Snack Attack “Mini Lesson”
- Talking Points:
According to the American Heart Association, choosing less added sugar helps keep a heart healthy. Many of us are choosing much more added sugar than recommended. The 2015 Dietary Guidelines for Americans identify Food Category Sources of Added Sugars in the U.S. Population Ages 2 Years and Older as 31% coming from snacks and sweets and 47% from beverages. Limit added sugar to less than 10% of calories. (Calorie needs differ by age, gender and activity level. Choose MyPlate Checklist describes calorie needs for different age groups.)
Collect and review Nutrition Facts Labels of foods that contain added sugar such as candy, cakes, cookies, fruit drinks, and soft drinks. Determine the added sugar content per serving. For visual impact, use sugar cubes or teaspoons of sugar to represent the amount of sugar in one serving. (1 sugar cube = 1 teaspoon = 4 grams)
January 30, 2017
With both Valentine’s Day and American Heart Month in February, hearts take a center stage. Heart disease is the nation’s No. 1 killer of both men and women, but recently Americans are showing improvement. Recognized theme months like this provide a great opportunity to create awareness and educate kids and families about important health issues.
Give artwork a “healthy twist” with messages that help inspire healthy balanced choices.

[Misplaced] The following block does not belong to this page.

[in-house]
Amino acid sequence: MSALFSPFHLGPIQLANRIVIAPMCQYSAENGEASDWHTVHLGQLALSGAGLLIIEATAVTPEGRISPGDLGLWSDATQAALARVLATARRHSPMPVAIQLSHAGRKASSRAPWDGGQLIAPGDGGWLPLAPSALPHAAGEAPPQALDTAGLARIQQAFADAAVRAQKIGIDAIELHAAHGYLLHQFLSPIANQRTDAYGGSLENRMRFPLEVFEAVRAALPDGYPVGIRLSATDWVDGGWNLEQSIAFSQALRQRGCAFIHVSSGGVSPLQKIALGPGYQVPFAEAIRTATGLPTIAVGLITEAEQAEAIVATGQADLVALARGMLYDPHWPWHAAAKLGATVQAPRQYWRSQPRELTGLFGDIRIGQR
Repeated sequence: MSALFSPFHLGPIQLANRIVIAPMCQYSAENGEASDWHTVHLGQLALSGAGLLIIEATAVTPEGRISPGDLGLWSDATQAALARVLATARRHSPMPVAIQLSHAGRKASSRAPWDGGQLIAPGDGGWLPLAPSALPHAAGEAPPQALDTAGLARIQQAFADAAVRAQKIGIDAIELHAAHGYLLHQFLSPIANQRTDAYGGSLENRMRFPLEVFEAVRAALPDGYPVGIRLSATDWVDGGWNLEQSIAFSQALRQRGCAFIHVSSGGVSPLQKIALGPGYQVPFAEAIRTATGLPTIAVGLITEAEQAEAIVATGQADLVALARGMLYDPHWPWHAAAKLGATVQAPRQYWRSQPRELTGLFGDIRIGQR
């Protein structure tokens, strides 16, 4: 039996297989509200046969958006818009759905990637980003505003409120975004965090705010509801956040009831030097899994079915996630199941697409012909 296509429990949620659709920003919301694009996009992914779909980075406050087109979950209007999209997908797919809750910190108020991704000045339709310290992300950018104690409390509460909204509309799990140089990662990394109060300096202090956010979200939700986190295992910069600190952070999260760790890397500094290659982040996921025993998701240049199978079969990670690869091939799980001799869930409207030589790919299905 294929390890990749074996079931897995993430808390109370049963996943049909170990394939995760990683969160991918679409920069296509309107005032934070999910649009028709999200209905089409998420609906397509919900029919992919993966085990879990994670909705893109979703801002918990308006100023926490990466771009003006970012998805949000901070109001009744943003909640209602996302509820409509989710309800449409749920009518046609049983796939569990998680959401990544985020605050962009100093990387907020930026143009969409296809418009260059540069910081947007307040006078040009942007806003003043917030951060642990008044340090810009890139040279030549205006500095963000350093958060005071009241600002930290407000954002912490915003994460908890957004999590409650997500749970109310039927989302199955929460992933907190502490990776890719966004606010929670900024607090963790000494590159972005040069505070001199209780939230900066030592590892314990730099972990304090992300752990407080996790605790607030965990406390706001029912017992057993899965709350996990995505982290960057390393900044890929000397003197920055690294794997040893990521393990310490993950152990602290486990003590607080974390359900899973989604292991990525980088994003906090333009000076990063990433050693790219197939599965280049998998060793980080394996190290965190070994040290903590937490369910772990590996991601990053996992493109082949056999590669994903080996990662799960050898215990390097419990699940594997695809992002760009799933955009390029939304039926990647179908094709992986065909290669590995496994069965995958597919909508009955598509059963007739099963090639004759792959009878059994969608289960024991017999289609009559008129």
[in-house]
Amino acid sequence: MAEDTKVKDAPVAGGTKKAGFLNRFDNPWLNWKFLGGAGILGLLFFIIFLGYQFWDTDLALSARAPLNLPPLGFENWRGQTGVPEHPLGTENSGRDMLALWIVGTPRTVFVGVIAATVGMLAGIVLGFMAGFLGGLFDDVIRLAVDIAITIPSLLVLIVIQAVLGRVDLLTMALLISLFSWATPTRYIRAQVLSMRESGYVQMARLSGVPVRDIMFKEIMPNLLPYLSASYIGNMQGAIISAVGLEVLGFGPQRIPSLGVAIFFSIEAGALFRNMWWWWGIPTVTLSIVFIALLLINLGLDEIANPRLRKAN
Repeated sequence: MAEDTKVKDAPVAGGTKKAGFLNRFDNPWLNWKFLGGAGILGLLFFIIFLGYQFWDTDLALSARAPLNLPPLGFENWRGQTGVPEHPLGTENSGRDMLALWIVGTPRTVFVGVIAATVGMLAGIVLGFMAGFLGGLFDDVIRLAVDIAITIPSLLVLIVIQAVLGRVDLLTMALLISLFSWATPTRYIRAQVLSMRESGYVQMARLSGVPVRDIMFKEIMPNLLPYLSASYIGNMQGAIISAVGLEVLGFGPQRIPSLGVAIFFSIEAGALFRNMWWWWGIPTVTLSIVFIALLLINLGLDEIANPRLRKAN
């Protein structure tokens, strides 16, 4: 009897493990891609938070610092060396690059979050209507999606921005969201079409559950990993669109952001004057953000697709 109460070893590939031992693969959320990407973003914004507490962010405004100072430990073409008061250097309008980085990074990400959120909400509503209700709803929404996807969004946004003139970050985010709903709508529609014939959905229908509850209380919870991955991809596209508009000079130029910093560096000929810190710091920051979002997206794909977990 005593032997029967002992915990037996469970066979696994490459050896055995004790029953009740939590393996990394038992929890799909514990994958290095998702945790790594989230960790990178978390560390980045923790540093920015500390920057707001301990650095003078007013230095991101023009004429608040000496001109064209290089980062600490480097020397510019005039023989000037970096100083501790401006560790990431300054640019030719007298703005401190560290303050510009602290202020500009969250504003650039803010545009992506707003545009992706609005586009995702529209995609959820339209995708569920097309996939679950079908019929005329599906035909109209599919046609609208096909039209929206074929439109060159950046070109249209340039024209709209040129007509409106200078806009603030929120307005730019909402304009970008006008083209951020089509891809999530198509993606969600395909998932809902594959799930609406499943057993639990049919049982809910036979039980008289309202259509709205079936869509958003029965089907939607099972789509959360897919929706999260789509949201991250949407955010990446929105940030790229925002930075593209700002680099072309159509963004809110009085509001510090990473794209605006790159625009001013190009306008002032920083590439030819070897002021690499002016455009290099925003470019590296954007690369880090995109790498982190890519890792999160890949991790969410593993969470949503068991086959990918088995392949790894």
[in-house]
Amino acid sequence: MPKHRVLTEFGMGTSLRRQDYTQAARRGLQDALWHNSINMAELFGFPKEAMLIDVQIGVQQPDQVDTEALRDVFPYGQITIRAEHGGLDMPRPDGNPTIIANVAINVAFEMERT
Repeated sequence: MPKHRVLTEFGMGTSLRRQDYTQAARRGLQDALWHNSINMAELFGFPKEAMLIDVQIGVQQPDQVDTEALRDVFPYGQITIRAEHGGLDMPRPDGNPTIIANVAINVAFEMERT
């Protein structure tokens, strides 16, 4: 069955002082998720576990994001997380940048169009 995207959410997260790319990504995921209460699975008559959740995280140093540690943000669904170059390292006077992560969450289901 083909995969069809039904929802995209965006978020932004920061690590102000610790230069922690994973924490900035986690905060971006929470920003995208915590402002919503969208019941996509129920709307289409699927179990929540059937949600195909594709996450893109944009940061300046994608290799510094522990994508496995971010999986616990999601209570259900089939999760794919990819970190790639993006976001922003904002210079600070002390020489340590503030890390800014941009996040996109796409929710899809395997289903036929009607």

To enhance a nutrition curriculum, or start the practice of incorporating nutrition education into the classroom, plan opportunities for “mini lessons.” This week and next, HKC’s WOWS Newsletter has ideas to get you started. As another option, the HKC Balance My Day Curriculum is flexible for use as a comprehensive curriculum or as a series of mini lessons. The curriculum can also now be purchased as digital access only or in print + digital form.
January 23, 2017
The CDC Healthy Schools Guideline 8 states “Provide a school employee wellness program that includes healthy eating and physical activity services for all school staff members.”
The benefits of employee wellness programs are fairly well known. They can improve staff productivity, decrease employee absenteeism, and decrease employee health care costs.
While most schools are getting out the message about healthful eating and physical activity connected to healthy bodies and minds, the size and scope of full-fledged wellness programs vary widely. A sustainable comprehensive program requires the support of a wellness coordinator and/or strong wellness committee. In addition, success depends on staff motivation and participation. These things happen with good planning over time, making the case for schools without programs to start small and build momentum for a strong foundation.